Male test for infertility detects epigenetic changes linked to smoking, obesity

| | October 18, 2016
flow spermatozoa
This article or excerpt is included in the GLP’s daily curated selection of ideologically diverse news, opinion and analysis of biotechnology innovation.

Traditional sperm tests don’t reveal much. They can assess how many sperm a man produces, whether sperm are misshapen, and how well they swim. But that’s about it.

Determined to extract more data, several startups are developing next-generation tests that they hope will help men better understand their fertility. The goal: to explain why some men who have normal sperm counts still cannot conceive.

One such test, marketed as Seed,…works by analyzing 480,000 regions of the epigenome….

The Seed test, like others now in development, will help a man understand why he’s infertile even if his sperm looks normal under a microscope. But while doctors may advise those men to lose weight or stop smoking in an effort to improve their epigenetic profile, there’s no treatment yet.

That means, often, the test results will be most useful in driving home that the infertility is real. That knowledge could spur couples to consider sperm donors or adoption, instead of investing tens of thousands of dollars…in cycle after cycle of in vitro fertilization.

The GLP aggregated and excerpted this blog/article to reflect the diversity of news, opinion, and analysis. Read full, original post: Sperm test 2.0: New diagnostics aim to better understand male infertility

Outbreak
Outbreak Daily Digest
Biotech Facts & Fallacies
Talking Biotech
Genetics Unzipped
a a b b a f ac a

Video: Death by COVID: The projected grim toll in historical context

The latest statistics, as of July 10, show COVID-19-related deaths in U.S. are just under 1,000 per day nationally, which is ...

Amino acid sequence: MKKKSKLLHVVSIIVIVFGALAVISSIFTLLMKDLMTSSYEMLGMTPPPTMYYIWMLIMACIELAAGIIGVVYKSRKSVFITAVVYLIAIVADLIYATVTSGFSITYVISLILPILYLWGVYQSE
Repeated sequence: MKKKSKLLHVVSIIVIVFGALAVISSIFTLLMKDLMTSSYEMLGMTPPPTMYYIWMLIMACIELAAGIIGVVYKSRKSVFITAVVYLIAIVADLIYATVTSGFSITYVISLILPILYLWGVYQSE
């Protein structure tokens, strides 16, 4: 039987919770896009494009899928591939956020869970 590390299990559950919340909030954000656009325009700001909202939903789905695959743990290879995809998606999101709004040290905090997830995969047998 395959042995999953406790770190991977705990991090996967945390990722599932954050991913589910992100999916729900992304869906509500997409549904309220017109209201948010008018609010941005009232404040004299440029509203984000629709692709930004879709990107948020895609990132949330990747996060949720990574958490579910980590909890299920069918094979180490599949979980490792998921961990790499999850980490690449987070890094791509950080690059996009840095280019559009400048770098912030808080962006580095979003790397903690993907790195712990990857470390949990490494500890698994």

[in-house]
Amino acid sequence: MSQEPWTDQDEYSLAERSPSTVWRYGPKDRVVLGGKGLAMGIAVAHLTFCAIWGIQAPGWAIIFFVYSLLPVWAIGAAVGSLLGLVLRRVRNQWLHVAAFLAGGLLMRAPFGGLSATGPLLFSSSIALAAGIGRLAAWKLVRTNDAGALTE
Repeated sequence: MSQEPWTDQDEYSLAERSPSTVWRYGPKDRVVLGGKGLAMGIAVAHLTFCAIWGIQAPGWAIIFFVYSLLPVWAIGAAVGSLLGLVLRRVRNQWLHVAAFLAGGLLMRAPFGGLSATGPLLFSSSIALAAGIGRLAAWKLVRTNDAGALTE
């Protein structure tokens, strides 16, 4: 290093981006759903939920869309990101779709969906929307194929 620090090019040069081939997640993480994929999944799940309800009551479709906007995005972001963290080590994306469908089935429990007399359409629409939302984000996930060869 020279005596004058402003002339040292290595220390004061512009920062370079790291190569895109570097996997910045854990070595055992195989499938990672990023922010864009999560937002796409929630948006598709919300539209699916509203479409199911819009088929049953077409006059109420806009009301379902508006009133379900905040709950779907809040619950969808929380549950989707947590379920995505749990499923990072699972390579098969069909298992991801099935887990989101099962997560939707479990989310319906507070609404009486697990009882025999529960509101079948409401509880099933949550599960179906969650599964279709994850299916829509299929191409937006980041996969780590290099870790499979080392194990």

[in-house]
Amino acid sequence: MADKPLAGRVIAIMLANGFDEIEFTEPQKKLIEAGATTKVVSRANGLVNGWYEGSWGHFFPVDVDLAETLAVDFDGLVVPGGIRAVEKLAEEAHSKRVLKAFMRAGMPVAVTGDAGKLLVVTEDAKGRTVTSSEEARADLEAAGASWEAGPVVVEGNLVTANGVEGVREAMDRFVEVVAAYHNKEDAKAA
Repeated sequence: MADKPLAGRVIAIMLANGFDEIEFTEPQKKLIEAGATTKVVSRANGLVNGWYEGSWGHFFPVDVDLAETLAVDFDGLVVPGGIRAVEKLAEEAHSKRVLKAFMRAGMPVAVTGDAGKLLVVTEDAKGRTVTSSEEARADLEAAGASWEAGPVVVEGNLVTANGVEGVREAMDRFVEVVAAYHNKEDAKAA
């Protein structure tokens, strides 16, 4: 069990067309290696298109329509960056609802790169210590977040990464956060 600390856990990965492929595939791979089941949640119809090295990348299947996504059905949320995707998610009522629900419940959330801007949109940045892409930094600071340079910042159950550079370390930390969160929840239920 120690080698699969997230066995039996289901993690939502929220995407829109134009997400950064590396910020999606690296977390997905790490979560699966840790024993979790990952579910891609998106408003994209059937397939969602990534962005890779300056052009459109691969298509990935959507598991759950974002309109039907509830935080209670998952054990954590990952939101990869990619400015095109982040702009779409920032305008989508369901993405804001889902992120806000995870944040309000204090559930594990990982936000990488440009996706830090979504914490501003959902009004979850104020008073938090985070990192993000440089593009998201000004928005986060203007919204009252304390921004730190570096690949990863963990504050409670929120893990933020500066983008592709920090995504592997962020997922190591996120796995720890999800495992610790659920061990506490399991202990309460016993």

mag insects image superjumbo v

Disaster interrupted: Which farming system better preserves insect populations: Organic or conventional?

A three-year run of fragmentary Armageddon-like studies had primed the journalism pumps and settled the media framing about the future ...
dead bee desolate city

Are we facing an ‘Insect Apocalypse’ caused by ‘intensive, industrial’ farming and agricultural chemicals? The media say yes; Science says ‘no’

The media call it the “Insect Apocalypse”. In the past three years, the phrase has become an accepted truth of ...
types of oak trees

Infographic: Power of evolution? How oak trees came to dominate North American forests

Over the course of some 56 million years, oaks, which all belong to the genus Quercus, evolved from a single undifferentiated ...
biotechnology worker x

Can GMOs rescue threatened plants and crops?

Some scientists and ecologists argue that humans are in the midst of an "extinction crisis" — the sixth wave of ...
food globe x

Are GMOs necessary to feed the world?

Experts estimate that agricultural production needs to roughly double in the coming decades. How can that be achieved? ...
eating gmo corn on the cob x

Are GMOs safe?

In 2015, 15 scientists and activists issued a statement, "No Scientific consensus on GMO safety," in the journal Environmental Sciences ...
Screen Shot at PM

Charles Benbrook: Agricultural economist and consultant for the organic industry and anti-biotechnology advocacy groups

Independent scientists rip Benbrook's co-authored commentary in New England Journal calling for reassessment of dangers of all GMO crops and herbicides ...
Screen Shot at PM

ETC Group: ‘Extreme’ biotechnology critic campaigns against synthetic biology and other forms of ‘extreme genetic engineering’

The ETC Group is an international environmental non-governmental organization (NGO) based in Canada whose stated purpose is to monitor "the impact of emerging technologies and ...
Share via
News on human & agricultural genetics and biotechnology delivered to your inbox.
Optional. Mail on special occasions.
Send this to a friend